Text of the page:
Dana Policy: an on-going reflection

Dana (giving, generosity) is a definitive element in the Theravada Buddhism of Thailand and Southeast Asia. Monasteries, teaching centers, book publishing, and most other aspects of traditional Theravada are supported by donations rather than fees. Further, the amounts given are seldom "suggested"; it is generally left up to the means and discernment of the giver. For the most part, people in these cultures grew up with such dana as an important value.

Here in the USA, Buddhist centers, groups, monasteries, and teachers are adapting this principle to the different realities of our society. How does generosity function in post-industrial, information cultures? How does dana work when the structures of our housing precludes wandering monastics with alms bowls? How do we care for monastics and others working for Buddha-Dhamma when we don't live right next door able to see their needs on a daily basis? Questions like these challenge the future of Buddhism in America.

Foremost, dana was never primarily about teachers. Nor is it a matter of exchange. Generally, it is given wherever there is genuine need. The Buddha most highly praised giving to Sanghas (rather than individuals such as himself), that is, groups that support training and practice for all sincere seekers. We believe that this is still the most appropriate expression of dana, and that our culture's individualism not be allowed to corrupt it.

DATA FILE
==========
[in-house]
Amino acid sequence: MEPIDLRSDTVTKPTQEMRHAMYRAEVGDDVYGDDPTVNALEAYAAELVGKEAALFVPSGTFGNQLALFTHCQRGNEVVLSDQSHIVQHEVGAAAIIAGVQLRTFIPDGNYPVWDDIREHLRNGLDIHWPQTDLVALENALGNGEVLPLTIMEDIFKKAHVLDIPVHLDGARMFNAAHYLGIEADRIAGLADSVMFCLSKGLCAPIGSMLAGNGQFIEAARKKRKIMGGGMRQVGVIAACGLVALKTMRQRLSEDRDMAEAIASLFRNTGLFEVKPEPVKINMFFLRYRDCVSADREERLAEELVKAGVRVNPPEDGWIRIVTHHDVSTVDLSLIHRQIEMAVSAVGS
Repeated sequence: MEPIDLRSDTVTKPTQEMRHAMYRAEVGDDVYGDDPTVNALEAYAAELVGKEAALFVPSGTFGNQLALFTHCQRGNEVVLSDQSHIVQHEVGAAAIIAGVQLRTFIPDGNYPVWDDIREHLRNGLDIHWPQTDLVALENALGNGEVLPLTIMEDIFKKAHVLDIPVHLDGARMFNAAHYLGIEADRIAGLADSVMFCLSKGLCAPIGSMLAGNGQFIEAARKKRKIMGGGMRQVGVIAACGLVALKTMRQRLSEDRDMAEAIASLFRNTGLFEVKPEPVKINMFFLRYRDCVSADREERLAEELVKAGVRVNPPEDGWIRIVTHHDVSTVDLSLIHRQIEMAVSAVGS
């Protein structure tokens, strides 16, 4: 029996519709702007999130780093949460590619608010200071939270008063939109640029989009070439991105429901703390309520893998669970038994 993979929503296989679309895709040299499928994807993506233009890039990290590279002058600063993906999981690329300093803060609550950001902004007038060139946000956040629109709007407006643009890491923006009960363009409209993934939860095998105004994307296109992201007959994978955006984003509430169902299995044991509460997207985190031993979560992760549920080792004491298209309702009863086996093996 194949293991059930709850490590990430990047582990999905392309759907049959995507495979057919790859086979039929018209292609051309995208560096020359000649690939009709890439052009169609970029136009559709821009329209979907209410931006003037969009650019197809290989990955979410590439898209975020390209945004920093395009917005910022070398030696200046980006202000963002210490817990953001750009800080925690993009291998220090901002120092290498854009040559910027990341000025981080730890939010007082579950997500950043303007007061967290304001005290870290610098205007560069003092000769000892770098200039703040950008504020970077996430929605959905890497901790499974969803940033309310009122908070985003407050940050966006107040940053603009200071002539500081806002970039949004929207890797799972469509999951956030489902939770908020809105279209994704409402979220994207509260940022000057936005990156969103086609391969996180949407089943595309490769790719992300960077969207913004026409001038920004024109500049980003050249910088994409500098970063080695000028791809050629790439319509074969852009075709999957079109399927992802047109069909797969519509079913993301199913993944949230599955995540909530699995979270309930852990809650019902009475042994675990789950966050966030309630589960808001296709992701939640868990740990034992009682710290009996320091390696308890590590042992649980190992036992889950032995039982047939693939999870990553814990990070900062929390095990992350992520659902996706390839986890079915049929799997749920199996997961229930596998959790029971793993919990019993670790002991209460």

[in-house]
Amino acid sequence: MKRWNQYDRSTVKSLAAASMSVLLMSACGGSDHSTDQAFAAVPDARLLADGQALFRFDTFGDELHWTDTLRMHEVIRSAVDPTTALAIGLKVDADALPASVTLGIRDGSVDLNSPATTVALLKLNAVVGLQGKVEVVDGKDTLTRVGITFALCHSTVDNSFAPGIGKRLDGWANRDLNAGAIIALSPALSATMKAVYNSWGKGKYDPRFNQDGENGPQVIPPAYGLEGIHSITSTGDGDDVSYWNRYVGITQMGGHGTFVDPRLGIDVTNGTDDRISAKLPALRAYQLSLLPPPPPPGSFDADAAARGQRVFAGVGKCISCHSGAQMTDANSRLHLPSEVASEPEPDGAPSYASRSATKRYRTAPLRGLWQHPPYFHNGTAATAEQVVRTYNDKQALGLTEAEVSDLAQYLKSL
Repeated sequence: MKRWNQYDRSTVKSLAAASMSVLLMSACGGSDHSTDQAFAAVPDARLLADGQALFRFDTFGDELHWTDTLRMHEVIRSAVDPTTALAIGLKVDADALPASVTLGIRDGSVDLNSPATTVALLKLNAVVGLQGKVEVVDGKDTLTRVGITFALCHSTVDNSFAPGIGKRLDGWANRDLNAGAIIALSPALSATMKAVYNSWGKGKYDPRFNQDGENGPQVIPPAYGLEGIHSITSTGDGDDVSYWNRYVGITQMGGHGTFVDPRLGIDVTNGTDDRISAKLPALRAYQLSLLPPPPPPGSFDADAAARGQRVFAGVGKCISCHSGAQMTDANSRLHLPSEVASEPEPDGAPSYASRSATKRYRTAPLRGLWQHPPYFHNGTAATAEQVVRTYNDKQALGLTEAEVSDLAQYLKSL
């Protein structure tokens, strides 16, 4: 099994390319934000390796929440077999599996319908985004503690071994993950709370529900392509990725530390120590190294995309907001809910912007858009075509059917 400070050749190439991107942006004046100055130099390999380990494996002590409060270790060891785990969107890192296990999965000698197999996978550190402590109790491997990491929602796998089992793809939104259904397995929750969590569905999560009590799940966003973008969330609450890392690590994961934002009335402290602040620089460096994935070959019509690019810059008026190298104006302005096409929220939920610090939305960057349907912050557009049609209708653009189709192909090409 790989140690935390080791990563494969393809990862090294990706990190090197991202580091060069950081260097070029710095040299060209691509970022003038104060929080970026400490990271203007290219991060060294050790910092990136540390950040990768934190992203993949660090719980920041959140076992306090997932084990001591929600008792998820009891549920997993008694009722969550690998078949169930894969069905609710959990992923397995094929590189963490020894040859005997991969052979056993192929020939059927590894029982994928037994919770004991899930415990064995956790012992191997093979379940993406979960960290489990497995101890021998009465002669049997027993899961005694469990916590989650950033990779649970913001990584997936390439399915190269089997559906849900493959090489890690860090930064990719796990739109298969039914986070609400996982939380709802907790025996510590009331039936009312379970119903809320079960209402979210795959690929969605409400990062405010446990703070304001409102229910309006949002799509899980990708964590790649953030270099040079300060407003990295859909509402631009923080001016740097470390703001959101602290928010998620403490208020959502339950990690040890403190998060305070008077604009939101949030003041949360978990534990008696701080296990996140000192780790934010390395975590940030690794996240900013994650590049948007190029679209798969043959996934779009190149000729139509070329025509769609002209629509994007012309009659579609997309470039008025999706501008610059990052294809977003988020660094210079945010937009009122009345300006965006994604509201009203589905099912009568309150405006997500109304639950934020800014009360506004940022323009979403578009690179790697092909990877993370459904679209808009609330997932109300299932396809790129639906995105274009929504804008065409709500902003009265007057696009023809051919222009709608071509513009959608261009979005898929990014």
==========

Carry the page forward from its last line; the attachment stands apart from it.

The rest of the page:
In a complex capitalist society, it may appear easiest to use the "free market" mechanisms of its economy. Non-Profit status with the IRS requires incorporation, which in turns requires a corporate structure much different than what the Buddha set up originally. Are such adaptations necessary? The only option? Is fund raising a necessary part of Buddhist life in America? Must we market ourselves? If so, how have AA, Catholic Workers, and other groups survived, even thrived, without grants and the usual fund raising appeals?

Kevala Retreat does not have easy answers to these questions but we are committed to asking them. On one hand, we need a sufficient livelihood to live, practice, and carry on our work. On the other, we wish for this to be free of the profit motive, self-promotion, and related considerations dominant in the American society-economy. Please help us to reflect on these issues and find a healthy Middle Way that decreases suffering rather than adding to it.

We welcome your support -- in whatever forms you are most happy to offer -- for our work and community.

basic policy

We will not charge for our services.

We will make moderate requests for support from time to time.

We will be honest in such requests and never pressure potential donors.

We will practice generosity to the best of our ability.

We will share the wonderful resources of Kevala Retreat with everyone using them in the spirit of Dhamma practice.

Santikaro & Jo Marie


most urgent needs